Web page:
Desert Iguanas (Dipsosaurus dorsalis) are fast, robust and very common lizards that like it hot! They will be out and everywhere above 40 degrees Celsius. These iguanas are, arguably, the most abundant lizards in La Ventana and the surrounding region.
According to the book Reptiles and Amphibians of Baja California (by L. Lee Grismer), these reptiles are active from March through October in Northern Baja, and variable in Southern Baja. Since La Ventana is so windy in the winter, it may be too cold for these heat-loving iguanas, and I believe they hibernate through the winter here like they do in the north. I did not see a single Desert Iguana all winter.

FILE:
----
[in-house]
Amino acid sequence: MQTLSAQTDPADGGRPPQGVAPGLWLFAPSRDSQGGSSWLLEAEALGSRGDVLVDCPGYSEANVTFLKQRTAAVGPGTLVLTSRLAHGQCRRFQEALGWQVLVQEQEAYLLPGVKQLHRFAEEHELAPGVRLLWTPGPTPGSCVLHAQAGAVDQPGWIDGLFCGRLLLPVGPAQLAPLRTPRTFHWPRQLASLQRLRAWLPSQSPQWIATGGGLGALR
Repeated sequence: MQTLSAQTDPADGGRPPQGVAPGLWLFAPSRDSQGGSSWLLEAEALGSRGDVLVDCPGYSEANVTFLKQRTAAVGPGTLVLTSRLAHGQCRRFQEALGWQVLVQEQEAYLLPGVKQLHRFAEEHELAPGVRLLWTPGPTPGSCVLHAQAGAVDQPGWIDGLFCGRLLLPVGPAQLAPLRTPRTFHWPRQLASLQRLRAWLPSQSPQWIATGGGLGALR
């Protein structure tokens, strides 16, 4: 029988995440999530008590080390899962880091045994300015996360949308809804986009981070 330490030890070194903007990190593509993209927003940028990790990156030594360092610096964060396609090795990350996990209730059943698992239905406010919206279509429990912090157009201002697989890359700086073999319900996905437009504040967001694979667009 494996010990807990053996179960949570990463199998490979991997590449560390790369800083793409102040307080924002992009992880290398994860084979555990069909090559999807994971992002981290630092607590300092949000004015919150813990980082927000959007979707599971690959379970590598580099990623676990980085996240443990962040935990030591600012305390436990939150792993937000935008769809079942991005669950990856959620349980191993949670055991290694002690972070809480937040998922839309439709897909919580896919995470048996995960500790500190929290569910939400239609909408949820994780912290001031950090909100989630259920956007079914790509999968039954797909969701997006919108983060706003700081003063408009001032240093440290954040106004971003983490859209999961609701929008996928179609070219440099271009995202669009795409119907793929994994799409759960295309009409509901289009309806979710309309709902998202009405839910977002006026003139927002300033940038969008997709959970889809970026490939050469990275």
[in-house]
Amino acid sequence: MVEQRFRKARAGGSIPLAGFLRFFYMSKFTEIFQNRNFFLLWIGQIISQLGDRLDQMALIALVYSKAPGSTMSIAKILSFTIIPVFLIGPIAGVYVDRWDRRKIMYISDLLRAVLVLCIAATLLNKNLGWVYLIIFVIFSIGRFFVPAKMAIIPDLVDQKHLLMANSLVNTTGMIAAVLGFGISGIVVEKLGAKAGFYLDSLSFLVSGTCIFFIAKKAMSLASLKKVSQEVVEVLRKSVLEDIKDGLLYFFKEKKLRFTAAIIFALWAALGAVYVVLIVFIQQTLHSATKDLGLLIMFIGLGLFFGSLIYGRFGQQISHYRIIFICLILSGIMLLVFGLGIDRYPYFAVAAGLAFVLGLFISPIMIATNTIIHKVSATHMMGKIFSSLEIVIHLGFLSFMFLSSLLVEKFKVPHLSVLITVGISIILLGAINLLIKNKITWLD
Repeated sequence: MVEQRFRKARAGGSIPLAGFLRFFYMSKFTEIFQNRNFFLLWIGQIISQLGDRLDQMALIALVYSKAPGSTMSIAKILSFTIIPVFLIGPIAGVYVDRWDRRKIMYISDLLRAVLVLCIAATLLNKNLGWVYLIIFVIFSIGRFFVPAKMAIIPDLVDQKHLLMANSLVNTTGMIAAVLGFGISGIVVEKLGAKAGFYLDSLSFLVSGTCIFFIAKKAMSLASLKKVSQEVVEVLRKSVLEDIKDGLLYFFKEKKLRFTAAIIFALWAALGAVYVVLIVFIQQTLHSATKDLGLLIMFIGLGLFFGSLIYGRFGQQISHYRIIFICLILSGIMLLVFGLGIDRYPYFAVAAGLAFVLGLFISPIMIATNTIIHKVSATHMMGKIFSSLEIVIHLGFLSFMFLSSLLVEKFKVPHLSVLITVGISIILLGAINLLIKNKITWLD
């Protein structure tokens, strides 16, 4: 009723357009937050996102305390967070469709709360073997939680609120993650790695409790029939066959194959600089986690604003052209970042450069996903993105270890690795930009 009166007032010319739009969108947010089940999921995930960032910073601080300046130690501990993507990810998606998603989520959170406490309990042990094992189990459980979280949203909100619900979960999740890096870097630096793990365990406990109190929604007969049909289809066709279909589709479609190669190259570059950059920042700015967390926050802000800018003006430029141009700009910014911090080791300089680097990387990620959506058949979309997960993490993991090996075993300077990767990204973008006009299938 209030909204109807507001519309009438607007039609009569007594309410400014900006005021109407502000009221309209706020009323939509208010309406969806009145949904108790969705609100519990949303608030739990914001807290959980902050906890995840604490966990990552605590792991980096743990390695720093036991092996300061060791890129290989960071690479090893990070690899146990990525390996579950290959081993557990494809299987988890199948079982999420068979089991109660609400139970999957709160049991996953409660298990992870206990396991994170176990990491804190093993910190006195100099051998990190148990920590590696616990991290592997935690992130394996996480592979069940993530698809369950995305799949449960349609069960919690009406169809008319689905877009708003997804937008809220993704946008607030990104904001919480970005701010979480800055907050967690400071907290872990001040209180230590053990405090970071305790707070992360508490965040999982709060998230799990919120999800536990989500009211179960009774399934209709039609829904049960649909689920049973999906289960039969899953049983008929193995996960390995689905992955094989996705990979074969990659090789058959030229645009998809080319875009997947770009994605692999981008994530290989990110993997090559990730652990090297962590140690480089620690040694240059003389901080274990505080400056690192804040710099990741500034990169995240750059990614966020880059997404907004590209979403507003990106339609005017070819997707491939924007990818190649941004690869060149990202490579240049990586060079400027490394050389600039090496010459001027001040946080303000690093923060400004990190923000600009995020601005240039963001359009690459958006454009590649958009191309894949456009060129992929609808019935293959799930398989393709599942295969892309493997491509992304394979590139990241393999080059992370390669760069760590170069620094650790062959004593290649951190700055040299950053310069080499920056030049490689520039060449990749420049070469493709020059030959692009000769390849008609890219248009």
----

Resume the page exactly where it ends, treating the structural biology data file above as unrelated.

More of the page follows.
As for their diet, they eat a lot of leafy vegetation and insect larvae.Now for the story of how I finally caught a Desert Iguana: It was a warm morning just a few days ago and I was determined to catch something. I had been on the trail of a large Zebra-Tailed Lizard when I noticed my cat sitting attentively next to a piece of hollow pipe. I went over and heard a scrabbling sound from inside the pipe. Suddenly very interested, I tried to see what was inside. After several failed attempts, I decided to bring the pipe inside my house so that whatever it was would not escape. The next ten minutes were spent chasing a large Desert Iguana around a small empty room and then, finally, I caught my first representative of this species.